It is desirable under most conditions that a rate of flow of approximately three gallons of water per minute be discharged from the present shower head and accordingly, the orifice 28 in flexible disc 25 has been so sized to provide such a rate of flow. For greater rates of flow, the orifice 28 and slots 29 may be made slightly larger.
According to the present invention, the length and width of the slots 29 are so selected that the action of the flow device occurs in several stages, that is at fluid pressures from zero to about ten pounds p. s. i., for example, the edges of the opening 28 contact as shown in Fig. 4, and at pressure of ten pounds and above the whole length of the sides of the slots 29 contact with each other. After the slots 29 are entirely closed greater pressures will further compress the circmnferen-ce of the elastic member and gradually reduce the size of the opening 28. At all the stages the size of the opening through the device is varied inversely as the pressure of the fluid delivered varies, thereby maintaining a constant rate of fluid delivery from the device regardless of variations in the pressure of the incoming fluid. By causing the elastic member 25 to control the size of the opening in various stag-es, particularly at lower pressure conditions, a more reliable, stable and controlled rate of fluid flow at the output is made possible, than if a single round opening were provided in which the area of the opening would be diflicult to control at low pressures and high pressures as well.
In other words, the particular shape of the slots and opening in the elastic member are such that there is a much larger effective discharge opening for w inlet pressures than for high pressures. Therefore it is necessary to have a considerably greater movement per unit of pressure change at the lower inlet pressures than per unit of pressure change at the higher inlet pressures, the larger effective area of the slots .29 controlling at low pressures while the opening 28 forming controls at the higher pressures after the slots are closed.
It will be seen from the foregoing structure and arrangement that an automatically selfcleaning shower head has been provided, including in combination a flow regulator which compensates automatically for pressure variations to provide a constant rate of flow from the shower head irrespective of pressure variations. Considerable water saving is effected by automatically controlling the output volume, and as no manual operation is required to provide the self-cleaning action and the automatic flow regulation, these services by the user of the shower head are dispensed with. Constant repair, maintenance and servicing is eliminated due to the self-cleaning action of the device.
The invention has been described more or less in its specific details, but it is to be understood that the same is not to be limited thereby, since various changes may be made in the arrangement and proportion of the parts of the elements and that equivalents may be substituted therefor, all without departing from the spirit or scope of the invention, as set forth in the appended claims.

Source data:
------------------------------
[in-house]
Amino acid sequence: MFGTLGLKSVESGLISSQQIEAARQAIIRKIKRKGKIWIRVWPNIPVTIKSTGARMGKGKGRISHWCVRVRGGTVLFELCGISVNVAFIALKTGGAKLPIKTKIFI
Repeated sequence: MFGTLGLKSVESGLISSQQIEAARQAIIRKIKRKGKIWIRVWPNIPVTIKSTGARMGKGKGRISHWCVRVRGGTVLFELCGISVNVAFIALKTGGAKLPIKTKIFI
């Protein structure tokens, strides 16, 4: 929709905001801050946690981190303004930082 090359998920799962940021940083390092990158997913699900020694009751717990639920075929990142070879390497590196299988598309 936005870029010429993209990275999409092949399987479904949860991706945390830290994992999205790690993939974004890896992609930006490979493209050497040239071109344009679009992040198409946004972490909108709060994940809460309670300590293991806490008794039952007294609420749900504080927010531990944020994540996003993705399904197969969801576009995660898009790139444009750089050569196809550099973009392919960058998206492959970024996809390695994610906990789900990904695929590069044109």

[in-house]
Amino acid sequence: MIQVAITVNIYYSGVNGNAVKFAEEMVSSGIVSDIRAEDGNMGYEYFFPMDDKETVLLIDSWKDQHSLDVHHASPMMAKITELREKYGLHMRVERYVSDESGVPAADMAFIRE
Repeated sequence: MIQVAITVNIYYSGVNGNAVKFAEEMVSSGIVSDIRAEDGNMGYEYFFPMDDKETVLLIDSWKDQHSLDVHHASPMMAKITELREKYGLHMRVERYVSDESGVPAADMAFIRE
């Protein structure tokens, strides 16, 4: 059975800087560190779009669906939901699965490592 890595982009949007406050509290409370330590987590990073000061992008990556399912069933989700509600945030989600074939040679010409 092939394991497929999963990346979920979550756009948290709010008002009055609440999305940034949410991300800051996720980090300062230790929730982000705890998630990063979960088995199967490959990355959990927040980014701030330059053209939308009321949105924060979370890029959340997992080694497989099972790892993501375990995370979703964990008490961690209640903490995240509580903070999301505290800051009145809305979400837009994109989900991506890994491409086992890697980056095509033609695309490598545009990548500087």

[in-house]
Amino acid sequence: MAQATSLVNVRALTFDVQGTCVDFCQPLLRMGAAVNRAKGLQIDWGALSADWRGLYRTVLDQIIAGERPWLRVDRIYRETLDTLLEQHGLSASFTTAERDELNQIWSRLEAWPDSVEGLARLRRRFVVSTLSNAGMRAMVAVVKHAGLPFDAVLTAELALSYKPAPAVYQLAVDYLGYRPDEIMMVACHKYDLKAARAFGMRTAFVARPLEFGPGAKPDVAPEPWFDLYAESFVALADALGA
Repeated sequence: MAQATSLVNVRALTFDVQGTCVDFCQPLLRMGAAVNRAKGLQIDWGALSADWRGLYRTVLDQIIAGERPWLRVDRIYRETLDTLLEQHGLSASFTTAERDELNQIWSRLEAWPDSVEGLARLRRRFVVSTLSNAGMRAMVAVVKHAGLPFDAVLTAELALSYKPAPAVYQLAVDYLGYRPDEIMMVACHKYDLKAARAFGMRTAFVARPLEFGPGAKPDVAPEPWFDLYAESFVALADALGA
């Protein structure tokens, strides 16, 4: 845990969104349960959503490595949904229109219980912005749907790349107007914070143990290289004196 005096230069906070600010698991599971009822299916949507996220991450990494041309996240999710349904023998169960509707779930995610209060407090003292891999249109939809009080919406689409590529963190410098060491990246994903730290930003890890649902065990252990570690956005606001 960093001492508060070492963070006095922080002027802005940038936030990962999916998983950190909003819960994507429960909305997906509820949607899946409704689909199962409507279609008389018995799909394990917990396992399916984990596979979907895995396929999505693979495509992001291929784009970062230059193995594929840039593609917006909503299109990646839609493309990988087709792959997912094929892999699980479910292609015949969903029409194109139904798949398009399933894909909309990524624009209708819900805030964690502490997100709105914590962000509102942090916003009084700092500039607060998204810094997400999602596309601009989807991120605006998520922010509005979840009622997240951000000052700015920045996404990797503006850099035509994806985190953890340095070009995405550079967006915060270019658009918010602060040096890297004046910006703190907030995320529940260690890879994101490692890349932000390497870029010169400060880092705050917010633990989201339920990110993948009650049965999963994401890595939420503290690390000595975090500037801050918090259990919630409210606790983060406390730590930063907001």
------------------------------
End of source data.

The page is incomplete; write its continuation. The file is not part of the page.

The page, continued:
What is claimed is:
1. In a constant flow shower head, a casing having a water supply inlet and a spray outlet, walls defining a pressure chamber within the casing, a yielding, apertured disk type pressure regulator and means for fixedly positioning it in the line of flow from the water supply inlet to the pressure chamber, there being a passage between the pressure chamber and the spray outlet, the pressure chamber being mounted for movement in response to the delivery of water under pressure into the casing, and through the pressure regulator, a water dispersing disk mounted for unitary movement with the pressure chamber, and stop means for limiting it to a predetermined normally fixed position in relation to the spray outlet during the supply of water to the interior or" the casing, at all normal ranges of water pressure.
2. In a constant flow shower head, a casing having a water supply inlet and a spray outlet, a movable water dispersing disk for said spray outlet, a guide assembly for said disk, for guiding it toward a predetermined water dispersing position in said spray outlet, in response to water supply pressure, stop means positioned to prevent further movement of said disk when it has reached such predetermined position, and an apertured pressure regulator element, of yielding material, positioned in the casing, between the water supply inlet and the water dispersing disk, whereby, during the pressure-positioning of said disk at said predetermined water dispersing position, a substantially uniform rate of spray delivery is maintained, irrespective of surges in the pressure at which water is delivered to the supply inlet.
3. The structure of claim 1 characterized by and including a fixed support for the disk of the pressure regulator, apertured in line with and in communication with the aperture of said disk, the aperture of the support being in direct communication with the interior of the pressure chamber.
4. The structure of claim 2 characterized in that the pressure regulator element is constituted by a disk of such material and shape as to be radially compressed in response to increases in water supply pressure, whereby the size of the aperture is restricted, and including an abutting support for said disk, apertured in line with and in communication with the aperture of said pressure regulator disk.
References Cited in the file of this patent UNITED STATES PATENTS